In The Empire Strikes Back, part of Luke Skywalker’s training to become a Jedi involved a trial where he had to go into a cave imbued with the dark side of the Force. While there he fights a mirage of Darth Vader, decapitates it, and the fallen helmet explodes revealing Luke’s own face. Luke was taken aback and it must have been a sobering moment for him as he realized that his failure in this test of his mettle meant that until he could control the Force properly–and not give in to anger, fear, and aggression, which are manifestations of its dark side–he was deep down the same as the foe he hated. I was reminded of that scene and its larger lesson when perusing articles about Steve Bannon’s worldview and realized that his position on immigration is of a piece with the intolerance of Lockean liberalism for the “unnatural man.” It’s ironic since liberalism is typically lampooned as being tolerant to the point of lunacy but that’s far from true. As William Appleman Williams explains in Contours of American History, liberalism was formulated by John Locke as an intolerant, close-minded, and authoritarian ideology:

“Locke’s broad defense of the existing state as a trustee for society and his harsh judgment on those who did not behave as natural men served to justify the status quo and invest its defenders with an enthusiasm which often transformed them into righteous crusaders against social innovation and new ideas … Locke undercut the very individualism he proclaimed so loudly. He defined the relationship between the state and the individual in such a way that the individual was in reality charged with justifying his resistance to the state instead of the state being held strictly accountable to the individual according to a corporate value system. This was nothing new, for Hobbes and others had advanced similar arguments before the Revolution, but Locke sustained the tradition while clothing it in liberal rhetoric. Going even further in this direction, Locke defined the natural man as one who did not cause trouble by asserting and acting on different standards. This axiom extensively reinforced the authoritarian bias of his philosophy. For by this reasoning it became unnatural to exercise one’s individuality in a manner or for a purpose which conflicted with the accepted norms. While it is true that these limits may be broad, and may even be extended under the circumstances of an expanding or secure empire, it is also true that they became progressively narrower under less permissive conditions. And at that point, unfortunately, conformity becomes, with Locke’s philosophy, the only acceptable form that responsibility can assume… Men were justified, said Locke, in criticizing the existing state of affairs in the name of this individualism but when they did so from any other point of view they became unnatural men and hence beyond the pale… “God gave the world to men in common,” Locke admitted, “[but] He gave it to the use of the industrious and rational, not to the fancy or covetousness of the quarrelsome and contentious.” … For Locke, therefore, individualism was a right and a liberty reserved for those who accepted a status quo defined by a certain set of natural truths agreed upon by a majority. Within such a framework, and it is a far narrower set of limits than it appears at first glance, the natural laws of property and labor were deemed sufficient to guide men’s pursuit of happiness.”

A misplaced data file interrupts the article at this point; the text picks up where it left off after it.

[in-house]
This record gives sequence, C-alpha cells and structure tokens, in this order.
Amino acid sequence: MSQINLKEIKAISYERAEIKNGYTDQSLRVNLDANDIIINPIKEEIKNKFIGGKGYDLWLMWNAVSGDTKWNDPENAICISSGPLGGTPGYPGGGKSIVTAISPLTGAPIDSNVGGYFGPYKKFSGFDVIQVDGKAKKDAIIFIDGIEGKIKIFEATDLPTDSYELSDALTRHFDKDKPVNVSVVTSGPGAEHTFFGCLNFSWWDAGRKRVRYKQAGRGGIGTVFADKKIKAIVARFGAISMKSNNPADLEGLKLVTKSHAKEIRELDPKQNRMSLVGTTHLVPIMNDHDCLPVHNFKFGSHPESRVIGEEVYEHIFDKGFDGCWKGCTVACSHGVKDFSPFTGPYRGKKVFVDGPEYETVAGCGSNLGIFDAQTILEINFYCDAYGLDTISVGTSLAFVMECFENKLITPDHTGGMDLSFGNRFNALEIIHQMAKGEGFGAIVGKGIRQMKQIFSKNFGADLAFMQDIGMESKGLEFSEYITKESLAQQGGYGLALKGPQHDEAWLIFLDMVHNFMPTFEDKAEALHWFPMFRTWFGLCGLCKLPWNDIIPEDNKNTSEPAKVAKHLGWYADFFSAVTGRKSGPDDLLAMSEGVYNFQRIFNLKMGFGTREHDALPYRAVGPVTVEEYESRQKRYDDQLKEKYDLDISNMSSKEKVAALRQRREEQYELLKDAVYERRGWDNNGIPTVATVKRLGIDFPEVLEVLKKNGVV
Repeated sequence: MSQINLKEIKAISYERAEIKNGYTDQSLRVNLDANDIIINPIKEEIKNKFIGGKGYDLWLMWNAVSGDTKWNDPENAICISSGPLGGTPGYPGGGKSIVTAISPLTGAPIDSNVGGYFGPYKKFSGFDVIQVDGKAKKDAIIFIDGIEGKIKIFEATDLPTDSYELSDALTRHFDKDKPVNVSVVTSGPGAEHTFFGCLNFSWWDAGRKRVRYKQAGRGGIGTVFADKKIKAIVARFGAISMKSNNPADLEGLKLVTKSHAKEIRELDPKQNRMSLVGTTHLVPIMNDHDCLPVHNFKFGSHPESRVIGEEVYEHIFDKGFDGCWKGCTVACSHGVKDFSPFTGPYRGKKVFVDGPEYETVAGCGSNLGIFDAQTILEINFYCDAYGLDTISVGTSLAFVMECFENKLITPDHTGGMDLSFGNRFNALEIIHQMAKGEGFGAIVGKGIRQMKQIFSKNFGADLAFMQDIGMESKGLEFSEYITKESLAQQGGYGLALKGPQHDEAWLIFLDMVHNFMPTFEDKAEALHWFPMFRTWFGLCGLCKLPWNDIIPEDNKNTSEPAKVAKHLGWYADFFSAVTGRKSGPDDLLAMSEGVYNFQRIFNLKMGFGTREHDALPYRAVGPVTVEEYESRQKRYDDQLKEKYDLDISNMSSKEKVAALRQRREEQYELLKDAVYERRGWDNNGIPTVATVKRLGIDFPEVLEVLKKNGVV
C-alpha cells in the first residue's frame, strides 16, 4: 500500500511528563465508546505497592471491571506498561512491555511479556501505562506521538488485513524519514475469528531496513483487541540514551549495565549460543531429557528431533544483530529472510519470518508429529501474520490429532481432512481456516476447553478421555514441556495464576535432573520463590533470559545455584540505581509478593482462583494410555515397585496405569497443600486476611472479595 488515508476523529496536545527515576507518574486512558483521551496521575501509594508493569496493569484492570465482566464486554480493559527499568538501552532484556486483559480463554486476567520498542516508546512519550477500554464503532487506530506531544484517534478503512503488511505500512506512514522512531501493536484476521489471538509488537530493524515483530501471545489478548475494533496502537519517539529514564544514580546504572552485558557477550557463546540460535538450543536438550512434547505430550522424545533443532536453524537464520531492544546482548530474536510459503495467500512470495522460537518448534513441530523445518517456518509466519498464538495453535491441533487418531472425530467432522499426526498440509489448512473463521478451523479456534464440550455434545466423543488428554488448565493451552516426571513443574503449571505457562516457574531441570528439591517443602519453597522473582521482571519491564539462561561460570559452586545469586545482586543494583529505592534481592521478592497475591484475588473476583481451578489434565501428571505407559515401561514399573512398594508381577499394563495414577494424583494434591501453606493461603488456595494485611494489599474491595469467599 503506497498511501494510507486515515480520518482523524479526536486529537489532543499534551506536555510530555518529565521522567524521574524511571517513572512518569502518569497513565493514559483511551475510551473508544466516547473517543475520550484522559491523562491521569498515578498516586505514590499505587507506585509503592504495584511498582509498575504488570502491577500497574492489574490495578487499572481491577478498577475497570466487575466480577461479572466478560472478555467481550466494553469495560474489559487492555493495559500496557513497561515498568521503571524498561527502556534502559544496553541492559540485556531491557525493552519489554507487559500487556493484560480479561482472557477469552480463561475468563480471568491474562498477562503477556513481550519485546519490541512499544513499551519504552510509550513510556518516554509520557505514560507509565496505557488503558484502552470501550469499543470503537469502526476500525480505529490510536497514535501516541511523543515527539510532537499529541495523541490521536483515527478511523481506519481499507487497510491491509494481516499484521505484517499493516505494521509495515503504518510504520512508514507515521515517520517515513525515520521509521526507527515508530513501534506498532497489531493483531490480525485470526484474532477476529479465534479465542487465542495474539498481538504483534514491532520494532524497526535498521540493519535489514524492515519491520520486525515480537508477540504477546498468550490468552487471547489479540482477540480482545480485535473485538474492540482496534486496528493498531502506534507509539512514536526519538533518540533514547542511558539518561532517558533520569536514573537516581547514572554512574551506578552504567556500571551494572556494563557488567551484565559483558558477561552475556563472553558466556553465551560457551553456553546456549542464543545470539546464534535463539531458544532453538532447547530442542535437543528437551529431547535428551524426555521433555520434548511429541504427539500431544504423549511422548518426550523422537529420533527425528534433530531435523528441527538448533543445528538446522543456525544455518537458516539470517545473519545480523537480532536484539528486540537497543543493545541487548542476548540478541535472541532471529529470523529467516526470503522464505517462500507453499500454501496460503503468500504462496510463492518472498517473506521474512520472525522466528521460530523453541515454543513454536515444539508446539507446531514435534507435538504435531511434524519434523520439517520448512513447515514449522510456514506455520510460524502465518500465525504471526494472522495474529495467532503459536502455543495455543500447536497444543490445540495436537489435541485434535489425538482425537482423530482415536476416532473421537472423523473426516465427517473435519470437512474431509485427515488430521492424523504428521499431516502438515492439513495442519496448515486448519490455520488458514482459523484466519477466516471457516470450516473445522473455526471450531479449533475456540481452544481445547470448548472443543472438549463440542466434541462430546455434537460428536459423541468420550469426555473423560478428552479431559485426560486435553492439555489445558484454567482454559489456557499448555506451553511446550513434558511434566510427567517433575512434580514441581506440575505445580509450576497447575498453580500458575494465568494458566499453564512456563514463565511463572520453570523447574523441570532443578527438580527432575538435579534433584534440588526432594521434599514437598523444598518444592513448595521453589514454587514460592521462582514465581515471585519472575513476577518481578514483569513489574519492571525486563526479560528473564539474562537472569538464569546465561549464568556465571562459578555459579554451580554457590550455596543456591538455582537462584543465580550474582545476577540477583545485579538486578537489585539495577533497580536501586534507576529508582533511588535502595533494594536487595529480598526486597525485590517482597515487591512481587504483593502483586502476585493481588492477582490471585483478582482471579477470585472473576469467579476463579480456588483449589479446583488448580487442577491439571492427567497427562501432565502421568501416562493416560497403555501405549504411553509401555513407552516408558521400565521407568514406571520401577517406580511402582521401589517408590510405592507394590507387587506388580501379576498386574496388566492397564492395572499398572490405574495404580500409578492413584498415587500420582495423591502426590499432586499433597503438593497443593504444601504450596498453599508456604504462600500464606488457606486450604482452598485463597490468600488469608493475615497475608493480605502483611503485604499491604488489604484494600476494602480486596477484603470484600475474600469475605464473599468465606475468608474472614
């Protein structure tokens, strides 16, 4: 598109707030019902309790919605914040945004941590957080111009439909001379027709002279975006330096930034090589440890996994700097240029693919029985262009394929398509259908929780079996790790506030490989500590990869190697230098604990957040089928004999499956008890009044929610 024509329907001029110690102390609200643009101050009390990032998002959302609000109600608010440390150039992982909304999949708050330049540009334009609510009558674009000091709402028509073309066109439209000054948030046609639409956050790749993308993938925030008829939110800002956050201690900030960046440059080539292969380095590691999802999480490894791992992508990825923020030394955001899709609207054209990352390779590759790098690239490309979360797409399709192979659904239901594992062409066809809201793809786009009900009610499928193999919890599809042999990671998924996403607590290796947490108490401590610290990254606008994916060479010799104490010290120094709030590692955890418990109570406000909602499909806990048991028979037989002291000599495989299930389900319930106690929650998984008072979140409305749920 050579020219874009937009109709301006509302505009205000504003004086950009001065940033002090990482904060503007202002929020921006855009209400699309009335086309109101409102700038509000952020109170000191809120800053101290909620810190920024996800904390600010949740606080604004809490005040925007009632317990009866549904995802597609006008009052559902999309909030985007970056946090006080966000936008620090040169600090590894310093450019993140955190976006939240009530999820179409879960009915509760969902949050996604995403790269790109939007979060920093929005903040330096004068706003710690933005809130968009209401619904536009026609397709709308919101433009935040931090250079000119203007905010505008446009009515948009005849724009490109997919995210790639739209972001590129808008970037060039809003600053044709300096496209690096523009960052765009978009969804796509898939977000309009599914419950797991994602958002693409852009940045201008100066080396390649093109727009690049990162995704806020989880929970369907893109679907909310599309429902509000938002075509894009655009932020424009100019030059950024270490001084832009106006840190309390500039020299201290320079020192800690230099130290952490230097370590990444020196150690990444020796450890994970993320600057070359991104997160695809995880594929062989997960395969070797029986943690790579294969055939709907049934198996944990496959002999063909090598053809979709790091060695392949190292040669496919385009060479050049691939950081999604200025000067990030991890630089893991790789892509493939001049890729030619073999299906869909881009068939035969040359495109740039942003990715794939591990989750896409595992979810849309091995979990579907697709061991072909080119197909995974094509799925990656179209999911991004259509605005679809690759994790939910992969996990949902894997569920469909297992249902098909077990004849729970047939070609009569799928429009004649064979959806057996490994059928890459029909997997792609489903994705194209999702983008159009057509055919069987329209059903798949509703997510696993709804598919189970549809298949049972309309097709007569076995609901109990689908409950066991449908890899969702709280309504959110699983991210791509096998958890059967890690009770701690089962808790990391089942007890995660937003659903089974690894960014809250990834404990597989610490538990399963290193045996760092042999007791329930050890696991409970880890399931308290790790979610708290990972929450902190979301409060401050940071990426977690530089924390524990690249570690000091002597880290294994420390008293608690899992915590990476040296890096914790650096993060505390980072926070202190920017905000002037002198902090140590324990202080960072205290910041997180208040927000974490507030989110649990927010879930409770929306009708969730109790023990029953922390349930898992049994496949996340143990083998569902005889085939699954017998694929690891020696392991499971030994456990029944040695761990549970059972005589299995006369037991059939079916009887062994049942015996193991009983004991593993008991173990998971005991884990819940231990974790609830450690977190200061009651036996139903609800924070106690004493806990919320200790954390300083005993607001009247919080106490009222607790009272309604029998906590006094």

That Steve Bannon is faithfully following in Locke’s footsteps can be easily seen here: